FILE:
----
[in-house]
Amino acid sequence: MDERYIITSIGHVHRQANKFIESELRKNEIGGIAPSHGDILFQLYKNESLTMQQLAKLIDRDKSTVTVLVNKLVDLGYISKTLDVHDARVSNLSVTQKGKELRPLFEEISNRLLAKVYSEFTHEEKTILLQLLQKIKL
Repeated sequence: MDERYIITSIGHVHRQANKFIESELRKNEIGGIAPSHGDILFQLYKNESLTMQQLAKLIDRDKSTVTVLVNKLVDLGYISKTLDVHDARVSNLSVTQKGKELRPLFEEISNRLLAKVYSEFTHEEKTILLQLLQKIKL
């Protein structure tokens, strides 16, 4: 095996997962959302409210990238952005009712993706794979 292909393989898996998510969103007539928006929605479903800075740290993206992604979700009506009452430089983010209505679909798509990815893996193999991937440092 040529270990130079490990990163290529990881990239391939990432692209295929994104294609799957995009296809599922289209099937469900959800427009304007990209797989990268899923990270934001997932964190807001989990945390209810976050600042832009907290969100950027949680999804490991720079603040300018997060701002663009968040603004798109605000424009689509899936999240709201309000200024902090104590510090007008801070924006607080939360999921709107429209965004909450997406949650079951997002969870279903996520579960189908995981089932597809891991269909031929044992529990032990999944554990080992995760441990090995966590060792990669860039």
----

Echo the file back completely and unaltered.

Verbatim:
[in-house]
Amino acid sequence: MDERYIITSIGHVHRQANKFIESELRKNEIGGIAPSHGDILFQLYKNESLTMQQLAKLIDRDKSTVTVLVNKLVDLGYISKTLDVHDARVSNLSVTQKGKELRPLFEEISNRLLAKVYSEFTHEEKTILLQLLQKIKL
Repeated sequence: MDERYIITSIGHVHRQANKFIESELRKNEIGGIAPSHGDILFQLYKNESLTMQQLAKLIDRDKSTVTVLVNKLVDLGYISKTLDVHDARVSNLSVTQKGKELRPLFEEISNRLLAKVYSEFTHEEKTILLQLLQKIKL
């Protein structure tokens, strides 16, 4: 095996997962959302409210990238952005009712993706794979 292909393989898996998510969103007539928006929605479903800075740290993206992604979700009506009452430089983010209505679909798509990815893996193999991937440092 040529270990130079490990990163290529990881990239391939990432692209295929994104294609799957995009296809599922289209099937469900959800427009304007990209797989990268899923990270934001997932964190807001989990945390209810976050600042832009907290969100950027949680999804490991720079603040300018997060701002663009968040603004798109605000424009689509899936999240709201309000200024902090104590510090007008801070924006607080939360999921709107429209965004909450997406949650079951997002969870279903996520579960189908995981089932597809891991269909031929044992529990032990999944554990080992995760441990090995966590060792990669860039």